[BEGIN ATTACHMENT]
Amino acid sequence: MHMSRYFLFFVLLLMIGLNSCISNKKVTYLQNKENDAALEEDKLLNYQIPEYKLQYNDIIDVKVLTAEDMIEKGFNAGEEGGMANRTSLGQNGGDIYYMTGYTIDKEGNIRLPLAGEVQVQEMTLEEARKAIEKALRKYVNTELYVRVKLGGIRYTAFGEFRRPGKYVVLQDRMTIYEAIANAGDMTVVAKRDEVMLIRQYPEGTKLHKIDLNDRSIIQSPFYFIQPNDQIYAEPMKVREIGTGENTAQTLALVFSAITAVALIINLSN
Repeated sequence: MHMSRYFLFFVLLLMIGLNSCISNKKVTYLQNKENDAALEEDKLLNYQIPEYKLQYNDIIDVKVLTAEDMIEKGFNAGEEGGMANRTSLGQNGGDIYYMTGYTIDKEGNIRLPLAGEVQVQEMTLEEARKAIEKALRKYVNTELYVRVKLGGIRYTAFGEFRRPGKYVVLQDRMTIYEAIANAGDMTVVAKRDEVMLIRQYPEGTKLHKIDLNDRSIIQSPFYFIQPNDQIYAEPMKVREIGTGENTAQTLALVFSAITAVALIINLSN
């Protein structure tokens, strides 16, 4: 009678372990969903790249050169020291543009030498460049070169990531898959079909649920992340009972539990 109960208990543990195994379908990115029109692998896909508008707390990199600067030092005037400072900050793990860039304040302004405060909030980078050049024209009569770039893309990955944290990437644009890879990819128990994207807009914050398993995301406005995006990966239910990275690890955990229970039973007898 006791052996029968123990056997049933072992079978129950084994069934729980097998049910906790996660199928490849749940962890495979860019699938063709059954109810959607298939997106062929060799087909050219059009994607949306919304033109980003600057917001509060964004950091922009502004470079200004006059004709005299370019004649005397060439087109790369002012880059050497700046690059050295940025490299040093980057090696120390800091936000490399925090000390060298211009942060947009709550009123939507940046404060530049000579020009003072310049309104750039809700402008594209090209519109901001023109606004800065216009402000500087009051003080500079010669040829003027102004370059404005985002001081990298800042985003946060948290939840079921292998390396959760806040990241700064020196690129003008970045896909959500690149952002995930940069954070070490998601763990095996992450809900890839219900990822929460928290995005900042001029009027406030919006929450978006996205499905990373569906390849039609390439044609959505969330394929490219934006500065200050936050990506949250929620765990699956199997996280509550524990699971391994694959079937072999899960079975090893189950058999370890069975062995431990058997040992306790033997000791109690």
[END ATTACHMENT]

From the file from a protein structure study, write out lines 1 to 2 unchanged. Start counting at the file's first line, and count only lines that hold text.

Amino acid sequence: MHMSRYFLFFVLLLMIGLNSCISNKKVTYLQNKENDAALEEDKLLNYQIPEYKLQYNDIIDVKVLTAEDMIEKGFNAGEEGGMANRTSLGQNGGDIYYMTGYTIDKEGNIRLPLAGEVQVQEMTLEEARKAIEKALRKYVNTELYVRVKLGGIRYTAFGEFRRPGKYVVLQDRMTIYEAIANAGDMTVVAKRDEVMLIRQYPEGTKLHKIDLNDRSIIQSPFYFIQPNDQIYAEPMKVREIGTGENTAQTLALVFSAITAVALIINLSN
Repeated sequence: MHMSRYFLFFVLLLMIGLNSCISNKKVTYLQNKENDAALEEDKLLNYQIPEYKLQYNDIIDVKVLTAEDMIEKGFNAGEEGGMANRTSLGQNGGDIYYMTGYTIDKEGNIRLPLAGEVQVQEMTLEEARKAIEKALRKYVNTELYVRVKLGGIRYTAFGEFRRPGKYVVLQDRMTIYEAIANAGDMTVVAKRDEVMLIRQYPEGTKLHKIDLNDRSIIQSPFYFIQPNDQIYAEPMKVREIGTGENTAQTLALVFSAITAVALIINLSN